EnglishCancella i cookie per ripristinare le impostazioni di lingua associate al browser in uso
Titolo/Abstract/Parole chiave


Bernardi, Dario (2015) ONE-DIMENSIONAL HYDRODYNAMIC MODELS IN RIVER RESOURCE MANAGEMENT AND POLICY DESIGN. Tesi di Dottorato , Università degli Studi di Ferrara.

File PDF

Download (5MB) | Anteprima


    This thesis concludes a three-year doctoral program in hydraulic engineering. The research work focused on the development, testing and application of one-dimensional numerical models to river resources management and policy design issues, pointing out the key role numerical modeling can play to support river managers in the decision process where large-scale, eco-morphological river changes are supposed to occur. These latter may result in overwhelming environmental and socio-economic costs for the population and communities living along rivers, especially in developing countries: river morphological evolution cannot be neglected anymore when planning river resources use in large watersheds, and the need for tools capable of informing river managers is nowadays manifest. One-dimensional models, even though introducing simplifications in the description of hydrodynamics and sediment movement processes, do have some advantages. Provided modeling assumptions are correct, they are able to provide indicators that - despite not capturing all details - allow analyzing trends of morphological processes at reach-scale or basin scale. Moreover, they are time-saving and open the way to long-term analyses and implementation in optimization procedures. Models based on the shallow water equations for the liquid phase, together with the Exner equation for river bed evolution, have been used: two different numerical schemes for solving the governing equations have been implemented trying to improve model robustness and versatility. Even the simplest numerical models, built on simple numerical schemes, require a long case-specific model building work. Understanding of the river morphology evolution drivers and basic physical processes, hydrological and topographical data collection and pre-processing, adaptation of the model to the specific case study and specific features (e.g. control rule for the Isola Serafini diversion barrage, time-varying bifurcation for the Red River), choice of suitable closure equations (e.g. sediment transport formula), are all essential steps that influence reliability of results and claim the same carefulness as the development of the numerical model itself. Details are given about the model building process for each case study. We analyzed three different case studies of river system management in which numerical model simulations give a relevant contribution to the decision-making process. - River Po (Italy), in its lower course, has undergone a severe bed lowering process during second half of the 20th century. The Isola Serafini hydropower plant, located on Po river, operating since 1962, is served by a 330 m wide barrage that still affects the hydrological regime and sediment supply downstream. Alternative operating rules for the barrage, over a time horizon of ten years, have been analyzed by the means of a one-dimensional hydro-morphological numerical model. A multi-objective optimization framework was implemented, to assess the effects of the operating rules on hydropower revenue and river bed incision. We adopted a surrogate modeling technique (Global Response Surfaces in the Learning and Planning procedure) to embed the hydro-morphological model in the optimization procedure in a multidisciplinary approach. The obtained results are encouraging and show that with a moderate loss in hydropower revenue, the decrease in river bed degradation can be remarkable. - The Red River (Song Hong) in northern VietNam has experienced severe river bed degradation along its lower course as well, but over a shorter period (last 15 years). The continued decrease of the water levels in the dry season aggravated water scarcity for agriculture. These outcomes can be attributed to strong instream sediment mining, major upstream impoundments, climatic and land use changes. The IMRR (Integrated and sustainable water Management of Red-Thai Binh Rivers System in changing climate) project, run by the Politecnico di Milano university with several Vietnamese agencies and authorities under the supervision of the Italian Ministry of Foreign Affairs, has faced several challenges inherent to water resources use in the Red River basin; the main river morphological evolution aspects of the last decades have been thoroughly analyzed and a finite-volume numerical model of the lower course of Red River has been set up and tested. The model has been used to evaluate the sensitivity of the river stretch to discharge modulation operated by upstream reservoirs, and to estimate instream sand mining rates to draw up some prediction scenarios. We showed that sediment mining rates, as expected, could be much larger than licensed amounts; this accelerates incision in the first reach and reverses the natural restoration trend in the following reaches, aggravating water level lowering. The flow control operated by reservoirs, conversely, appears to affect much less the morphological processes in the studied reach. - In January 2014, a serious flooding event (due to a levee breach) occurred in the Modena Province (Italy) along Secchia River. Concerns have increased about the role of vegetation in Secchia river channel during big floods. A detailed characterization of riparian vegetation features has then been produced by the Po River Interregional Agency (AIPo) to point out critical issues about current vegetation pattern along Secchia river banks and possibly plan a maintenance - remediation strategy. This characterization report constitutes a good basis for a hydrodynamic modelling work; a 1D finite-volume model, accounting for the influence of different vegetation patterns and densities on flow resistance has been applied to a 60 km long stretch of Secchia river. The agreement between simulation results and gauged data on a real flood event is encouraging and opens the way to the use of the model for evaluating the effectiveness of future vegetation management plans.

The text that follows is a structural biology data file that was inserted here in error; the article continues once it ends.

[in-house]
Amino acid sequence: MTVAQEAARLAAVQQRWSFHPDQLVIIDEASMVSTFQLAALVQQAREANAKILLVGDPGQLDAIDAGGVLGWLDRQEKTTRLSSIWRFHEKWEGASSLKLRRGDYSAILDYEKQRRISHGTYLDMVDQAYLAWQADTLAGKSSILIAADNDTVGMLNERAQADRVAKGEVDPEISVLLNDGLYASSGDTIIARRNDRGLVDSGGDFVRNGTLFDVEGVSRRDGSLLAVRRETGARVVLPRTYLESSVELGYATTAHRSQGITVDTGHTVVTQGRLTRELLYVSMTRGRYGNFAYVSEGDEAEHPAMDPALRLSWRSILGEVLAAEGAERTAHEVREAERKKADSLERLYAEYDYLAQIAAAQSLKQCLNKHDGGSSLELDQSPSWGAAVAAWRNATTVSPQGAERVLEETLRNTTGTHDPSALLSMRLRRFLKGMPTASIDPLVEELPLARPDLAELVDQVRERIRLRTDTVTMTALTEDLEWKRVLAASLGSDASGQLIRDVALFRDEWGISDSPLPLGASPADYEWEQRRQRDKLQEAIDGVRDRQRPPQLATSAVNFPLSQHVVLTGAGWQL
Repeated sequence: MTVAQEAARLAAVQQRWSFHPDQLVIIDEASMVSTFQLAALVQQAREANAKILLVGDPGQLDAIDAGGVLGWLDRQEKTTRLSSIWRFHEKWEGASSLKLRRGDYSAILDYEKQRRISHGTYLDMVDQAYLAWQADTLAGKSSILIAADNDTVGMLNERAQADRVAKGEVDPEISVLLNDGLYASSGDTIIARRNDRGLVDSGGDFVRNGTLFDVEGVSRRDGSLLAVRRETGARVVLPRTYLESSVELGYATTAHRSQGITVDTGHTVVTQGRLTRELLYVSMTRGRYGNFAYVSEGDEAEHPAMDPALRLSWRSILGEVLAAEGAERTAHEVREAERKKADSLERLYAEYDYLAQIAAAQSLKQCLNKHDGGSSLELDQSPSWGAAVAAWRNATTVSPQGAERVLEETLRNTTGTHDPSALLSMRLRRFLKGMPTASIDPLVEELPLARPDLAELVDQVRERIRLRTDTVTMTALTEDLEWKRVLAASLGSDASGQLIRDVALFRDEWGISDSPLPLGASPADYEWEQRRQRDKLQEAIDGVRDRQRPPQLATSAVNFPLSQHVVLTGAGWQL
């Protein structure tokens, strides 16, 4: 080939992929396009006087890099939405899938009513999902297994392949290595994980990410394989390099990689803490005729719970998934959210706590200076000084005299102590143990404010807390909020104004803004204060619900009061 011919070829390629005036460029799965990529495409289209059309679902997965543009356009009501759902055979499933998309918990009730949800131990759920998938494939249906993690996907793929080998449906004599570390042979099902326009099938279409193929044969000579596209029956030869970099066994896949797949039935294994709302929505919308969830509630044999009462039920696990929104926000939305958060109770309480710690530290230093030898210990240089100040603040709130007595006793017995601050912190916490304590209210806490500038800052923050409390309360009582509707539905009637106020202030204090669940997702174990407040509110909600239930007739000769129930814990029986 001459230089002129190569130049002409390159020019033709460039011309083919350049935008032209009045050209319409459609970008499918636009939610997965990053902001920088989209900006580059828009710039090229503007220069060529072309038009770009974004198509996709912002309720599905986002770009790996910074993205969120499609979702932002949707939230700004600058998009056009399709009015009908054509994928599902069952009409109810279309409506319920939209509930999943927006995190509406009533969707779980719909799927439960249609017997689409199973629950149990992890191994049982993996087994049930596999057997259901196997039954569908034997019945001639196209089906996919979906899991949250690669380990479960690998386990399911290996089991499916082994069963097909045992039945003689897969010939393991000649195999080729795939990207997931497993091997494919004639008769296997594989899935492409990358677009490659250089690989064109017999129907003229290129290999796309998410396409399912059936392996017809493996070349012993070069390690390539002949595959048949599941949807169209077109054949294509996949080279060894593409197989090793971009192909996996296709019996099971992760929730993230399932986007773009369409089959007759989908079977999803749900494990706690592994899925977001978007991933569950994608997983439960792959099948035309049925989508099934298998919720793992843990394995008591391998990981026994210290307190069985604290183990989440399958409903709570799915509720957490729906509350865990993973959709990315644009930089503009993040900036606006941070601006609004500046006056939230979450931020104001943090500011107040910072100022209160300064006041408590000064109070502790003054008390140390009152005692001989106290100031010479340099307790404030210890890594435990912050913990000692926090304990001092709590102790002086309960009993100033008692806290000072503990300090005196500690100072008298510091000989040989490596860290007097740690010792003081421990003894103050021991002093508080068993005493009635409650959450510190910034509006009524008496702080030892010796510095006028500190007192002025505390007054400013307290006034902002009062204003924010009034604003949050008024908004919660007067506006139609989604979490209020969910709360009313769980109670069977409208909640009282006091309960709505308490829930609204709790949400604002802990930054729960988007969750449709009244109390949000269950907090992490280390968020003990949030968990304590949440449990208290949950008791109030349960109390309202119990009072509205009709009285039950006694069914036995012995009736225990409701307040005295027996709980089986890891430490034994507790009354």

Tipologia del documento:Tesi di Dottorato (Tesi di Dottorato)
    Data:10 Aprile 2015
    Relatore:Schippa, Leonardo
    Coordinatore ciclo:Trillo, Stefano
    Istituzione:Università degli Studi di Ferrara
    Struttura:Dipartimento > Ingegneria
    Soggetti:Area 08 - Ingegneria civile e Architettura > ICAR/01 Idraulica
    Parole chiave:fiume, modello, idraulica, morfologia, gestione, river, model, hydraulics, morphology, management
    Depositato il:05 Ago 2015 14:39


    Accesso riservatoAccesso riservato